This past week I have fielded questions from two readers about clear fluid coming out of their hens’ beaks.
Chickens do not vomit. Unlike humans, they don’t have the ability to upchuck the contents of upset stomachs. So, when you see fluids come out of your hen’s beak, something is very, very wrong. It might be that the chicken has a tumor, or an impaction, or a dead section of the intestinal tract that is blocking the passage of material, so that the only way out is up through the throat and mouth. If that’s the case then what is ejected is dark and vaguely food-like. Your hen might have sour crop, which is when the crop isn’t doing it’s job, and yeasty, sour-smelling liquids accumulate there. Your hen might have peritonitis, which is often caused by internal laying and a subsequent infection. Dark fluids fill up the body cavity, and when there’s nowhere else for them to go, they come out the beak. It’s awful. I’ve seen it here.
If the fluids coming out of the mouth are clear, then it is likely a case of ascites. This is a disease seen across the animal world. Humans can get it. Hypertension and liver damage cause fluid to accumulate in the body cavity. Chickens also get ascites. It is an economic liability in the commercial broiler world. The meat birds grow so fast that their organs can’t keep up. There’s a genetic component to this disease, specific to industrial agriculture, but ascites is also being seen in backyard chickens. There are some possible causes.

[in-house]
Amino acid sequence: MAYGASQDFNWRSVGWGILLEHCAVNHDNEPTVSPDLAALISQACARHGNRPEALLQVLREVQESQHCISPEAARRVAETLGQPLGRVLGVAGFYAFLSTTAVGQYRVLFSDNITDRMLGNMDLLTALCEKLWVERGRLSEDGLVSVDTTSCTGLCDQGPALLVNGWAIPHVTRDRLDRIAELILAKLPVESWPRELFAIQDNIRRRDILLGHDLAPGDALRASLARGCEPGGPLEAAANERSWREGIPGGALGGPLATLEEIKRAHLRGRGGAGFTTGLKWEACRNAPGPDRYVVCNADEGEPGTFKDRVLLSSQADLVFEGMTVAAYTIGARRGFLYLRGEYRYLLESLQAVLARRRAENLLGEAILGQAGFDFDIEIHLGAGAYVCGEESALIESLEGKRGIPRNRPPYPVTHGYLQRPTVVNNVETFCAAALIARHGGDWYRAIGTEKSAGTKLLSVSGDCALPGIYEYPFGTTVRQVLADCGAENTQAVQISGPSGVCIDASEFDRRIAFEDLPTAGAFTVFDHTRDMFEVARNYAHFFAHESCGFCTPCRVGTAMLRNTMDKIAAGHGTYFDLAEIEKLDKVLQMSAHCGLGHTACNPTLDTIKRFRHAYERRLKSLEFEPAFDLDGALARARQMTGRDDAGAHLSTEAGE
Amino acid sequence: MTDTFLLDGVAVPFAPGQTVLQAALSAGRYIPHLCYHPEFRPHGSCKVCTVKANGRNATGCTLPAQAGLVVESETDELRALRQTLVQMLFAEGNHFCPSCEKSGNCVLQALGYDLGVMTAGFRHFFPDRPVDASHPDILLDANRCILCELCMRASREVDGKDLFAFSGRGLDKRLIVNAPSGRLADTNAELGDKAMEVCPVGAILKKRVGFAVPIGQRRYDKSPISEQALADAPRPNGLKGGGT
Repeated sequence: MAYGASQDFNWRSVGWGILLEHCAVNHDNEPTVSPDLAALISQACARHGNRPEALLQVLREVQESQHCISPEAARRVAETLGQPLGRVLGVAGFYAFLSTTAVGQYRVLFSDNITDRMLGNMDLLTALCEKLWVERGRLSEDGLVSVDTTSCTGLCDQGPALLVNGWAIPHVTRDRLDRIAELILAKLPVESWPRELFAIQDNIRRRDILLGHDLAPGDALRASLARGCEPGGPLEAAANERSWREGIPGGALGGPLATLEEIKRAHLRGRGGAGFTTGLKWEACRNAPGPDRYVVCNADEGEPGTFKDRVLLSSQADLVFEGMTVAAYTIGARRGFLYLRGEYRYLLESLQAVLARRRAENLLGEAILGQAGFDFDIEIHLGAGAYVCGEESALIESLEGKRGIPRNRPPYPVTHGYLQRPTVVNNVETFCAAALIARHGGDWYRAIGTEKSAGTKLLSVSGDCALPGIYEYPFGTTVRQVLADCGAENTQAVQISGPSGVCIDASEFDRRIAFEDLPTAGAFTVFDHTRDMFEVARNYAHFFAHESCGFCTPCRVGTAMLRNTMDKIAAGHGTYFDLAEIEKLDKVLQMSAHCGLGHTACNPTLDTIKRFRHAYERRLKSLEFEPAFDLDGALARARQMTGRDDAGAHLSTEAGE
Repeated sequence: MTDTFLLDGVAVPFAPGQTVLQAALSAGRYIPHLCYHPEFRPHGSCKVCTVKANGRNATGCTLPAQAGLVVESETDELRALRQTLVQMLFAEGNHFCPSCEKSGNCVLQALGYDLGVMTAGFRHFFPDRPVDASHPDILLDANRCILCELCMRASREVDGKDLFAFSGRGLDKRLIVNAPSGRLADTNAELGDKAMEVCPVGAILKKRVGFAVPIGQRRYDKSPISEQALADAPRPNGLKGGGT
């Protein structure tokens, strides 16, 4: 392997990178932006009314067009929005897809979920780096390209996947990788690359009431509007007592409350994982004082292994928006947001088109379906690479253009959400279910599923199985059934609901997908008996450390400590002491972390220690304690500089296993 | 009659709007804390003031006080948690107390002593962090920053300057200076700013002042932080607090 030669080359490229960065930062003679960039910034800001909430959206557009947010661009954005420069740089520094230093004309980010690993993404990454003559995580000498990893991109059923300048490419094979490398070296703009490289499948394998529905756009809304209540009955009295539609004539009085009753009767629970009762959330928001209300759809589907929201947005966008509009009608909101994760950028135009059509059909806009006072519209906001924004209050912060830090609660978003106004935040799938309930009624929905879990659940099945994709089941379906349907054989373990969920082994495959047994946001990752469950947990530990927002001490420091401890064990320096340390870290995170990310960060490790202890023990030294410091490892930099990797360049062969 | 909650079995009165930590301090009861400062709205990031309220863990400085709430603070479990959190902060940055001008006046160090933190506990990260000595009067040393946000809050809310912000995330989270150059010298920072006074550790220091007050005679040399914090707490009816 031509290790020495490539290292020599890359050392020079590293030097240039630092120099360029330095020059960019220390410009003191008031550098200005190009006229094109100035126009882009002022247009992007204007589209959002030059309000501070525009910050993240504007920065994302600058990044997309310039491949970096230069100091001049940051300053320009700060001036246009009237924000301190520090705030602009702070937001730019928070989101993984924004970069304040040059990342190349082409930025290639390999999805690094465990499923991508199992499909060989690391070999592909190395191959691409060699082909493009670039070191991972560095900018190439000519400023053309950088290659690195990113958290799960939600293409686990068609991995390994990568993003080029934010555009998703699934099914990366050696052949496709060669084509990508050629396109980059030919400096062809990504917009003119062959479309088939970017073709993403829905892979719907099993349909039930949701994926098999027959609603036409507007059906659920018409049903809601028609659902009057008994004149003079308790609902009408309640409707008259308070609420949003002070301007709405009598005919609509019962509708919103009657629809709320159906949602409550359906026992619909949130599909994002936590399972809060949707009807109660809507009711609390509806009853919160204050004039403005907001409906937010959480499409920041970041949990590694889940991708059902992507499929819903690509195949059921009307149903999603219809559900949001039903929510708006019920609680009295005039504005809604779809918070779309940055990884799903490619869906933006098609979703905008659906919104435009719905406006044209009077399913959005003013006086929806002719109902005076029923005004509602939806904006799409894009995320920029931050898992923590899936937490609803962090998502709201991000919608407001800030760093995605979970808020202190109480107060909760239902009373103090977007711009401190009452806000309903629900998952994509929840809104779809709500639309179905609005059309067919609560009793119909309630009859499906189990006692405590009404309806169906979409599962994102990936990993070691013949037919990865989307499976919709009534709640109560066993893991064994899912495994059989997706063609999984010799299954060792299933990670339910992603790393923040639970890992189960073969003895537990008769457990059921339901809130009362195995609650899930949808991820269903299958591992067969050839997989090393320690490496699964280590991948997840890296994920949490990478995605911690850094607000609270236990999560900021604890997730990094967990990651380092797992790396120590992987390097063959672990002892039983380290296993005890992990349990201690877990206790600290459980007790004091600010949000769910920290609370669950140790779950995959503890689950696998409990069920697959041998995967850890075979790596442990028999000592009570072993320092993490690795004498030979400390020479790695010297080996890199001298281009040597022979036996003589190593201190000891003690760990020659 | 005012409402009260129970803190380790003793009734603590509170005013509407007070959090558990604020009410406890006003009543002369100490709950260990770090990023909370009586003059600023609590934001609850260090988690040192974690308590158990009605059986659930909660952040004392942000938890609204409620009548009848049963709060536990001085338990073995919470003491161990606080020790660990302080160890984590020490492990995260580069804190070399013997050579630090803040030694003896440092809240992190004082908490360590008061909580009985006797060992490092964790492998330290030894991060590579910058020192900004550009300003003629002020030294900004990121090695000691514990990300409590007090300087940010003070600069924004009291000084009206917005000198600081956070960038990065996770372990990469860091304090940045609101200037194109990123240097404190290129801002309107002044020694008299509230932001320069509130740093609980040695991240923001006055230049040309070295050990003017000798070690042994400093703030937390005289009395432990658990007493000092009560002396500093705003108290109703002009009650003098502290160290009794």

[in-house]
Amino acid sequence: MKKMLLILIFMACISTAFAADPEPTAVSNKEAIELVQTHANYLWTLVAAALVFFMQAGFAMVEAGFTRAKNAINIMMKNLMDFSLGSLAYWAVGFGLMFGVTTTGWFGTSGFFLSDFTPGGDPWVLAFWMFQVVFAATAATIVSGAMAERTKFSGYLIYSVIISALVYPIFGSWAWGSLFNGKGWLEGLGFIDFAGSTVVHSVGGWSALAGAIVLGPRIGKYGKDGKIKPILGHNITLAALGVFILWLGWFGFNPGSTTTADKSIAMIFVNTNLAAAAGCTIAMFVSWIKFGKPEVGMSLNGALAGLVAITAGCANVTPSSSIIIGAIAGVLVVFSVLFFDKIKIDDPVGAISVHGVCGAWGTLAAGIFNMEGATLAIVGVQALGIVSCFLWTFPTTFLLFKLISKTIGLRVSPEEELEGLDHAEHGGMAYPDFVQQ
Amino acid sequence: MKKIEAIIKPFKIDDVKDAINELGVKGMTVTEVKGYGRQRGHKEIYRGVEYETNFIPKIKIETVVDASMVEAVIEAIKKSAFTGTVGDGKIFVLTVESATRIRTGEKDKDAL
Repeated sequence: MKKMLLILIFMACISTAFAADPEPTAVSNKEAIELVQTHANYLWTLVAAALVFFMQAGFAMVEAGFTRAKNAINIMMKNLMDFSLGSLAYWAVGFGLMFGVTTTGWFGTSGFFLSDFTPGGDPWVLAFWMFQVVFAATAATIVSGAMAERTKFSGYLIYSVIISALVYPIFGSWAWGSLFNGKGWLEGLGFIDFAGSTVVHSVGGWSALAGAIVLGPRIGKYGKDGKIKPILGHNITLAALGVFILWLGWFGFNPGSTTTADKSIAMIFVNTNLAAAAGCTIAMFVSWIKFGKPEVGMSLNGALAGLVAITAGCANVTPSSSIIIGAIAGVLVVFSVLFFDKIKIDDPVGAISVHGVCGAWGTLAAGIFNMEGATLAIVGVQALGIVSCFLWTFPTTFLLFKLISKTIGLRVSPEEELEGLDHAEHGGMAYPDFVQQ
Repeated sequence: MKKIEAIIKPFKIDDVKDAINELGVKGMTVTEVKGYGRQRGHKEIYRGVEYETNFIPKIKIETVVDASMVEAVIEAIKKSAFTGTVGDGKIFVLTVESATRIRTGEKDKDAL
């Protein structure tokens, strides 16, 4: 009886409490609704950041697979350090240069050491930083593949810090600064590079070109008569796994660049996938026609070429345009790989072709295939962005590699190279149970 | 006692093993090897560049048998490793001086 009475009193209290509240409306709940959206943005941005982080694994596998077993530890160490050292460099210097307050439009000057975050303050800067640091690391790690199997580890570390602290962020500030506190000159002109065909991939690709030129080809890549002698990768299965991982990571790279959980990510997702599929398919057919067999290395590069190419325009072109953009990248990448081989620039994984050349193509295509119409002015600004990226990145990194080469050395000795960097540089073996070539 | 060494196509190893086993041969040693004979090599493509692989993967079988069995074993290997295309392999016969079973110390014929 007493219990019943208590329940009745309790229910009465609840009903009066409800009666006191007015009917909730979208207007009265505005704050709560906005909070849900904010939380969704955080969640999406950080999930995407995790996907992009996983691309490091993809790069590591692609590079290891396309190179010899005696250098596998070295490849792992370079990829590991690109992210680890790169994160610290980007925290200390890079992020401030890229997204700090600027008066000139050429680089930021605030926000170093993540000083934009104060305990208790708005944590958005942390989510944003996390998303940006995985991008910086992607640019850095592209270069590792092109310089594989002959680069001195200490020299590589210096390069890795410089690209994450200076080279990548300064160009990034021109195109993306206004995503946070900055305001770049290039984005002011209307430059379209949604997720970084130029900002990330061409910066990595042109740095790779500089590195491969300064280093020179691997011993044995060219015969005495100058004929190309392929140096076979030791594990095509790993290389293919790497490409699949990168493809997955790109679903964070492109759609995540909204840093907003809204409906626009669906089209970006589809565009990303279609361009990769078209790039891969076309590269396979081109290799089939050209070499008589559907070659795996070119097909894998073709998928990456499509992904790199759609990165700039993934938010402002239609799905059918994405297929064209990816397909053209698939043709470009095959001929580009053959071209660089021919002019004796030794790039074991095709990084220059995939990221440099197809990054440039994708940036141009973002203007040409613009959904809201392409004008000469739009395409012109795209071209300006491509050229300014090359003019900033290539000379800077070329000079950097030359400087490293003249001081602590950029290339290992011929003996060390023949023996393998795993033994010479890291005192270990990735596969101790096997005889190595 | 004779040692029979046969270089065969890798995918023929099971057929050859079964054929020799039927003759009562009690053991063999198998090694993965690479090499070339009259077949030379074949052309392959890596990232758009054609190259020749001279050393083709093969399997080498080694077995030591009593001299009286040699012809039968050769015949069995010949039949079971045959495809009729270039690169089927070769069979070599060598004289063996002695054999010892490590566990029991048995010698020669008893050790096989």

Chickens have lungs, but unlike ours, they are fixed in the thoracic cavity and are small and can’t expand. When the hen has oxygen demands that it can’t meet, ascites can occur. Poor ventilation and damp conditions with ammonia in the air can reduce the lung’s ability to function. Too many backyard coops are small, dank, and not well-ventilated. That can add to the ascites risk.
Liver damage can cause ascites. Cancer and tumors in older birds can impair liver function. A necropsy on my elderly hen Edwina showed a diseased liver, with the concurrent clear liquid in the body cavity. This was understandable to find in a nine-year old bird. But if your young (under two-years of age) hen shows signs of ascites, it might be because what you are feeding is harming the liver. Excessive scratch corn can cause fatty liver disease and possibly contribute to ascites.
There is some research that shows that stress, including rapid changes of temperature, can increase the ascites cases in a flock. This makes sense, since the disease is linked to blood pressure and overworked hearts.
So, what to do if your hen “vomits” clear liquid? Unfortunately, that will likely be the first sign that something is amiss, and by then the situation is severe. Do not isolate and bring inside. Your chicken needs fresh air and sunshine. If she is so ill that others are bullying her, separate to her own pen. Do rethink what you are feeding. If your ill hen is eating and drinking, leave her be. She might rebound. However, if after three days she is lethargic, and is not eating, she could starve to death. Please consider euthanizing her. This is the hard part of chicken keeping. You can’t always fix the problem.